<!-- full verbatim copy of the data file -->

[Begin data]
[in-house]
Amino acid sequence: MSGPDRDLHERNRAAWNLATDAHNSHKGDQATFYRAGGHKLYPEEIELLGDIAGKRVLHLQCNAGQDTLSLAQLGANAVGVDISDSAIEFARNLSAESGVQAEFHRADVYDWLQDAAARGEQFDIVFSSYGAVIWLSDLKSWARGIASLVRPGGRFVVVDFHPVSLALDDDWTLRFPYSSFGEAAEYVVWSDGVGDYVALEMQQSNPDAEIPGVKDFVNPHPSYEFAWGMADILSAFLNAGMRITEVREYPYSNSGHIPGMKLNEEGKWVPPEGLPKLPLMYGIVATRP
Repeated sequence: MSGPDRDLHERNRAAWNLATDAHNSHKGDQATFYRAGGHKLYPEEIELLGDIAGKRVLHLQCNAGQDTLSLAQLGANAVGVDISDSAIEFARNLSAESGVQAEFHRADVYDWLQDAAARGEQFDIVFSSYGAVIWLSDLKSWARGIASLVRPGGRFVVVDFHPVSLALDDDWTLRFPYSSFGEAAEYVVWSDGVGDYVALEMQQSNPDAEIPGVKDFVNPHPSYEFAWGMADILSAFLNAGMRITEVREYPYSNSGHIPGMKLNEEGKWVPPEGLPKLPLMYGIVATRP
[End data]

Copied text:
[in-house]
Amino acid sequence: MSGPDRDLHERNRAAWNLATDAHNSHKGDQATFYRAGGHKLYPEEIELLGDIAGKRVLHLQCNAGQDTLSLAQLGANAVGVDISDSAIEFARNLSAESGVQAEFHRADVYDWLQDAAARGEQFDIVFSSYGAVIWLSDLKSWARGIASLVRPGGRFVVVDFHPVSLALDDDWTLRFPYSSFGEAAEYVVWSDGVGDYVALEMQQSNPDAEIPGVKDFVNPHPSYEFAWGMADILSAFLNAGMRITEVREYPYSNSGHIPGMKLNEEGKWVPPEGLPKLPLMYGIVATRP
Repeated sequence: MSGPDRDLHERNRAAWNLATDAHNSHKGDQATFYRAGGHKLYPEEIELLGDIAGKRVLHLQCNAGQDTLSLAQLGANAVGVDISDSAIEFARNLSAESGVQAEFHRADVYDWLQDAAARGEQFDIVFSSYGAVIWLSDLKSWARGIASLVRPGGRFVVVDFHPVSLALDDDWTLRFPYSSFGEAAEYVVWSDGVGDYVALEMQQSNPDAEIPGVKDFVNPHPSYEFAWGMADILSAFLNAGMRITEVREYPYSNSGHIPGMKLNEEGKWVPPEGLPKLPLMYGIVATRP